Home / World / Sheffield Journal: Toxic Tea, ‘Bunnying’ and ‘Geckoing’: A U.K. City Fights for Its Trees

Sheffield Journal: Toxic Tea, ‘Bunnying’ and ‘Geckoing’: A U.K. City Fights for Its Trees

“They mentioned laxatives,” she added, referring to the two detectives who had questioned her. “I said, ‘We don’t have any laxatives in this house, we are vegetarian and we have got no need for them.’ ”


Chris Rust, the co-chairman of Sheffield Tree Action Groups, and Sue Unwin, who was accused of offering workers refreshments spiked with laxatives.

José Sarmento Matos for The New York Times

Removing trees is just one part of a $3 billion, 25-year contract for a highway and sidewalk maintenance project in Sheffield that some believe is years overdue.

Many trees planted more than a century ago are coming to the end of their expected lives and are being replaced by saplings, while the roots of others are cracking sidewalks and damaging property, said Bryan Lodge, cabinet member for the environment at Sheffield City Council. “We are only doing what our Victorian forefathers did,” he added.

But many Sheffield residents, like Chris Rust, co-chairman of Sheffield Tree Action Groups, see the project quite differently, saying that while they have no problem with cutting down some dying trees, the plans are indiscriminate and “an assault on where we live and our living conditions.”

For now, the Teagate trail seems to have gone cold. Ms. Unwin, who thinks the episode was designed to discredit protesters, said she had been told by her lawyer that there would be no further action against her or her husband.

But Darren Butt, account director for Amey, the company doing the maintenance work, said the incident was a sign of an increasingly lawless protest.

“Teagate is genuine, I can guarantee it’s genuine,” he said, adding that he was not accusing any individual, but that the three victims had been ill enough with stomach problems to stay off work for more than a day.


Defenders of Sheffield’s plan to remove 6,000 trees say that roots crack sidewalks and damage property.

José Sarmento Matos for The New York Times

Despite the opposition to the project — and even the intervention of Britain’s secretary of state for the environment, Michael Gove, who described the felling program as “bonkers,” — around 5,700 of the targeted trees have been cut down. The remaining 300 are those that protesters have worked hardest to protect.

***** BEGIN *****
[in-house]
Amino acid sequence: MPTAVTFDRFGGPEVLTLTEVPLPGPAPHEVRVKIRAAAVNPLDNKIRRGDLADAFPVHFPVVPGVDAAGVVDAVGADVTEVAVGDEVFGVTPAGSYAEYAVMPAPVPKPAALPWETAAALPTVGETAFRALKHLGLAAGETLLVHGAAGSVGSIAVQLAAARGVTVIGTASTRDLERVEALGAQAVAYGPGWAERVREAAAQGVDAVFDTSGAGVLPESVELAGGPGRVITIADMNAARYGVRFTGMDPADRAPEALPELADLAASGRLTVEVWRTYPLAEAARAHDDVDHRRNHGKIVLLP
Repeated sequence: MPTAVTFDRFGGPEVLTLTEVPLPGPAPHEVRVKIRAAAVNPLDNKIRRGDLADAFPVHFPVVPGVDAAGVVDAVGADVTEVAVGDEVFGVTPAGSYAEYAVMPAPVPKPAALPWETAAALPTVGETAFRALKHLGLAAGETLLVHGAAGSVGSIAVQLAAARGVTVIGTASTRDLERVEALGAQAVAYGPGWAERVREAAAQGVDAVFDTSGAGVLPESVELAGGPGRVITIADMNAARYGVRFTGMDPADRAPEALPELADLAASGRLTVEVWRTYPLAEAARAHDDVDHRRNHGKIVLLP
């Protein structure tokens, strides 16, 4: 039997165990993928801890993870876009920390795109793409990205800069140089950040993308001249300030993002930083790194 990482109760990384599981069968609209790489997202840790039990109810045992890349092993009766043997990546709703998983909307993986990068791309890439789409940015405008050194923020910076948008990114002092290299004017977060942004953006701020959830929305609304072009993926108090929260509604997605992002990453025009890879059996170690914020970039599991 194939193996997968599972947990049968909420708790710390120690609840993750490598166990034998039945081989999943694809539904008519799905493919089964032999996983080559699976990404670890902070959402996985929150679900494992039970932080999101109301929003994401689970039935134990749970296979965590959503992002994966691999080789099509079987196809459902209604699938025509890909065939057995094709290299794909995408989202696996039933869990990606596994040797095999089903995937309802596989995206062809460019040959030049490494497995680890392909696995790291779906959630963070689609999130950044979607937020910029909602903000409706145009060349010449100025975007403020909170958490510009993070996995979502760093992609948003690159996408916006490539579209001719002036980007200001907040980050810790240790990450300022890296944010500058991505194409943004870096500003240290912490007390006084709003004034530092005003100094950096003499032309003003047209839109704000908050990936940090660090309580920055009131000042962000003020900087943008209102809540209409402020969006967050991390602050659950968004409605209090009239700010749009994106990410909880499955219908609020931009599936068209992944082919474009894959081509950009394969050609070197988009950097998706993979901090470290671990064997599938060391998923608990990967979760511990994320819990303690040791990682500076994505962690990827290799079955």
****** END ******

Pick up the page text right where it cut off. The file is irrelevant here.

Matters were complicated by the fact that Amey is a private company. That fueled campaigners’ suspicions that the trees were being cut to simplify maintenance work and make it as economical as possible. Some also wondered if the contract limited Amey’s discretion to negotiate alternative solutions to felling, because the company might be sued if it failed to complete agreed work.

The accusations are denied by Amey and by Sheffield City Council, but the contract has been published only in redacted form, on grounds of commercial confidentiality. In total, it allows for up to 17,500 trees to be felled over the full 25-year period, though the council argues that this is not a target and that the figure is merely intended to cover the most extreme scenario.

Officials say the trees scheduled to be felled are dead, dying, diseased, decaying or causing problems like buckled sidewalks. They emphasized that the lost trees would be replaced with saplings and that most residents supported the work.

None of that has placated the tree lovers. Across the city, yellow ribbons flutter from trunks, and one elm is festooned with flags, decorations and even a Valentine’s Day poem (“Will you be my Valentine/ As I await my Council killers/ In patient Trepidation,” it starts.)

Thought to be about 120 years old, that elm has won a stay of execution, but only because it is home to a rare species of butterfly, the white-letter hairstreak.